Wednesday, December 28, 2011

Grand National 2001: A horse racing odyssey

More than ever in this year the Aintree Grand National Meeting became the focus of the National Hunt season –  the foot-and-mouth crisis had blitzed the country and robbed racing aficionados of their Cheltenham Festival fix so all eyes turned to Liverpool to salvage a bitterly disappointing season.

The 1990s had produced two of the heaviest ground Nationals ever in 1994 and 1998 but in all probability the 2001 version was the toughest test that we have seen for many a year. Three days of torrential rain made conditions extremely testing and on National Day itself it was touch-and-go as to whether the course was actually raceable. It also looked as though we would be missing an Irish challenge due to the foot-and-mouth crisis but restrictions were lifted at the last minute and the Irish horses were allowed to take part. Punters were clearly going to need to look for horses that had abundant stamina and had a real liking for the prevailing heavy going. This resulted in three co- favourites in the Grand National odds all of whom fitted the bill – Edmond, Moral Support and Inis Cara.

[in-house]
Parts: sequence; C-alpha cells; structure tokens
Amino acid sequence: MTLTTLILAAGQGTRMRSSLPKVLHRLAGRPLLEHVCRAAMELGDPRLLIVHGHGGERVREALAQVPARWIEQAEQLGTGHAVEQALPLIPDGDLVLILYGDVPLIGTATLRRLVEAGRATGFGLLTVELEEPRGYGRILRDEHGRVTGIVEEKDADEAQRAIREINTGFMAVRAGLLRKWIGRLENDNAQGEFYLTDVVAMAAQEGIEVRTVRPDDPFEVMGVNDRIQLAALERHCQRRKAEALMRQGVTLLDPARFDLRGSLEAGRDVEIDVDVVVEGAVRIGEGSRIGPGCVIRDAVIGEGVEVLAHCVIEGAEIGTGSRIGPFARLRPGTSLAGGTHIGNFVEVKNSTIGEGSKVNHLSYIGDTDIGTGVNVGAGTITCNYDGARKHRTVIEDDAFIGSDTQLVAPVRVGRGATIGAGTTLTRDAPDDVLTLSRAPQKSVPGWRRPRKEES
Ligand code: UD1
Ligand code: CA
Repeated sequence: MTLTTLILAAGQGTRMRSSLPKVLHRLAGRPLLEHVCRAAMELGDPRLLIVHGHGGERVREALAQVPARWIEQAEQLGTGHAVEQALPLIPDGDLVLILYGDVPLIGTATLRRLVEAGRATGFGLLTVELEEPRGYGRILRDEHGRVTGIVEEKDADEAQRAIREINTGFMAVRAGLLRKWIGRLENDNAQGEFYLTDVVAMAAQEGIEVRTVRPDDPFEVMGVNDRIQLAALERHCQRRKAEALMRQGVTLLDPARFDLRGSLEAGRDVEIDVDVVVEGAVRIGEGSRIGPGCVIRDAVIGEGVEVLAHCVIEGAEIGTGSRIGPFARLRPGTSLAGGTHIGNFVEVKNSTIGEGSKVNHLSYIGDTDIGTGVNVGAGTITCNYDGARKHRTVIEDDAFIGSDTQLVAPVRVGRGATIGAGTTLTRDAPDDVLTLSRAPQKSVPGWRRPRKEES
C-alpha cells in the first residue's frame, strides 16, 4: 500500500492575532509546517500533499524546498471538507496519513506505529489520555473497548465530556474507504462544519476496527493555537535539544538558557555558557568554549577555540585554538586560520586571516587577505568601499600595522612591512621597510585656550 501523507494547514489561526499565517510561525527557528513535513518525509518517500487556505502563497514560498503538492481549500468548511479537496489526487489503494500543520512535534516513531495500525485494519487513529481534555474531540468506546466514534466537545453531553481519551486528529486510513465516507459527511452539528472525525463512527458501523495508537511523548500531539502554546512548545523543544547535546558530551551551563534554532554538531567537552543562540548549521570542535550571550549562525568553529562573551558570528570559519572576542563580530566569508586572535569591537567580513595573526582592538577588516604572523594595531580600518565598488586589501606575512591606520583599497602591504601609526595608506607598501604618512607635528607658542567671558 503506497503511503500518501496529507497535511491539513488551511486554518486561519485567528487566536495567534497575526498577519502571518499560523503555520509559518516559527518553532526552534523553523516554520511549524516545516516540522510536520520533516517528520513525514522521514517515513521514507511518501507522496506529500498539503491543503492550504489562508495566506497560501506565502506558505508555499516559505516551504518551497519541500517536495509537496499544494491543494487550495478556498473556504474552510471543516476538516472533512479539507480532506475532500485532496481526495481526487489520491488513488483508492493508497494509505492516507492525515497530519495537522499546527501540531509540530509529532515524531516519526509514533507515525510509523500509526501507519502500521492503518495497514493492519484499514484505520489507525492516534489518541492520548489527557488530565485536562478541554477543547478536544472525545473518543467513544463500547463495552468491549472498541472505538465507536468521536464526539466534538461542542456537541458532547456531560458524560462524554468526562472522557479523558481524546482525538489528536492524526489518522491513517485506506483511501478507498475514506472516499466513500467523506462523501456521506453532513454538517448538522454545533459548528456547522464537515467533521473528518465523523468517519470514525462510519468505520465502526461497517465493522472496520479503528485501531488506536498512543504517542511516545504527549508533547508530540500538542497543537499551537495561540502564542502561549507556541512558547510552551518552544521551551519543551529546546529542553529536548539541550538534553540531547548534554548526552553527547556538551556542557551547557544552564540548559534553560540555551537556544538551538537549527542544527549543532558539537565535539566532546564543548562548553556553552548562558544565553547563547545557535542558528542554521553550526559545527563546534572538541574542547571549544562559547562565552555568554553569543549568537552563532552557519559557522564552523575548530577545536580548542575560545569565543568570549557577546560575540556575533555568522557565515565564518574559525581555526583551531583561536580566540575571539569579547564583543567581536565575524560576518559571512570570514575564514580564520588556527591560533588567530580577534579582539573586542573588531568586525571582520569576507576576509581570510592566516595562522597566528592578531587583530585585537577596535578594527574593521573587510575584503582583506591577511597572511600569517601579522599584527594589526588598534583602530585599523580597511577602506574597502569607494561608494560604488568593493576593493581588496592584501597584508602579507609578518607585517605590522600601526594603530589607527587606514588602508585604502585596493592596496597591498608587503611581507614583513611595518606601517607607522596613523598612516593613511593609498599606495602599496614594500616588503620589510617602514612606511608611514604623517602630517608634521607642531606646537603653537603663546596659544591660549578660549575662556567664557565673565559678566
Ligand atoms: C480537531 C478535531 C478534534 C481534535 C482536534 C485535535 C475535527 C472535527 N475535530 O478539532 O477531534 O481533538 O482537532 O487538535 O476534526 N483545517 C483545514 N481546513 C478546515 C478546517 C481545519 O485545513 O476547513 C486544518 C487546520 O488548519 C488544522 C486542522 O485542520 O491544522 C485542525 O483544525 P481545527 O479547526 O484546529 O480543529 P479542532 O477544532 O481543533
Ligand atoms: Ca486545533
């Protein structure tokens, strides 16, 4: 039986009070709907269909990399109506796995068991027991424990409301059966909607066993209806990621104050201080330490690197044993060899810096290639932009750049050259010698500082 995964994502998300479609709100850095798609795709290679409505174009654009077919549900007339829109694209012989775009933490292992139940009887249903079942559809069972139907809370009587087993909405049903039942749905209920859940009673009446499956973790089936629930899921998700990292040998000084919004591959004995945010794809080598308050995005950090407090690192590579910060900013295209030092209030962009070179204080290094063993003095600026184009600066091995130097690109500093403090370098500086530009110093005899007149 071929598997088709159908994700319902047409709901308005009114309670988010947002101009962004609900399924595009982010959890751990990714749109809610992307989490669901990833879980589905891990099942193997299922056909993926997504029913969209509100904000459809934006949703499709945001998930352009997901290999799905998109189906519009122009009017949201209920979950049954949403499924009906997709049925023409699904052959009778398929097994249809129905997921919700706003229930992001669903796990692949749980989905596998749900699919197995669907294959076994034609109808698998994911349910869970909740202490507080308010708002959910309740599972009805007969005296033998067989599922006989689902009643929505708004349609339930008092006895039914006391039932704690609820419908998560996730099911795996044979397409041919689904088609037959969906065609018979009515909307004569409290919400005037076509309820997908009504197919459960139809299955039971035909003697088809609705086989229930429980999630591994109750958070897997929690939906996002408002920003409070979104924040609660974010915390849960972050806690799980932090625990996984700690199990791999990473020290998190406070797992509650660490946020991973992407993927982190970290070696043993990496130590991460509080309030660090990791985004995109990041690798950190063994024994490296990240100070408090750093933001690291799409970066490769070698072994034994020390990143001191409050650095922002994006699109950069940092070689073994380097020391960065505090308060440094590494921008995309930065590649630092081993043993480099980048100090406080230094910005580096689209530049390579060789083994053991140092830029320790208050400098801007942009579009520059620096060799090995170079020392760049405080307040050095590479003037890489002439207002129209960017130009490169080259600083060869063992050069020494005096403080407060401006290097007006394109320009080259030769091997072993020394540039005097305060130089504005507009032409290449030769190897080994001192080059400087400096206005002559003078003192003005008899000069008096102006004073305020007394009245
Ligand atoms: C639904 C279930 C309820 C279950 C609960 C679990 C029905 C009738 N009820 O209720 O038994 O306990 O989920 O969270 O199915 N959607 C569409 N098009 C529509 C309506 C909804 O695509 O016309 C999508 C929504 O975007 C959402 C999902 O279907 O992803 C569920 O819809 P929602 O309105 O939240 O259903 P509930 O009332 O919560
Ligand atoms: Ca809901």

Incredibly Martin Pipe saddled a quarter of the 40 strong field with Blowing Wind the pick of the ten and then there was Red Marauder a horse that had been here before in 2000, but jumped poorly, however his form was much better in 2001. Needless to say that in desperate conditions the race was not without incident, the major one being Paddy’s Return attempting to take out the field when riderless at the Canal Turn – he managed to take out ten and with the conditions taking their toll we were quickly reduced to a single number of protagonists.

Various other incidents then quickly saw the 2001 Grand National reduced to a match between Red Marauder and Smarty as they galloped towards Becher’s for the second time. Gradually it became evident that Red Marauder partnered by Richard Guest was going better than Smarty and despite a couple of tired jumps at the last two fences he came home a distance clear of Smarty who was the only other horse to complete the course with an unblemished record with the eventual third and fourth Blowing Wind and 2000 Grand National winner being the only others to complete the course.

Guest described Red Marauder as perhaps the worst jumper to complete the course but in desperate conditions he refused to give in and delivered a gritty and resilient performance. The course may have come in for some criticism about the state of the ground but the race itself provided a gripping spectacle but it was the loose horse – Paddy’s Return – who caused most of the carnage and all of the horses returned safely. The 2001 Grand National provided another rich chapter in the history of the nation’s favourite race.

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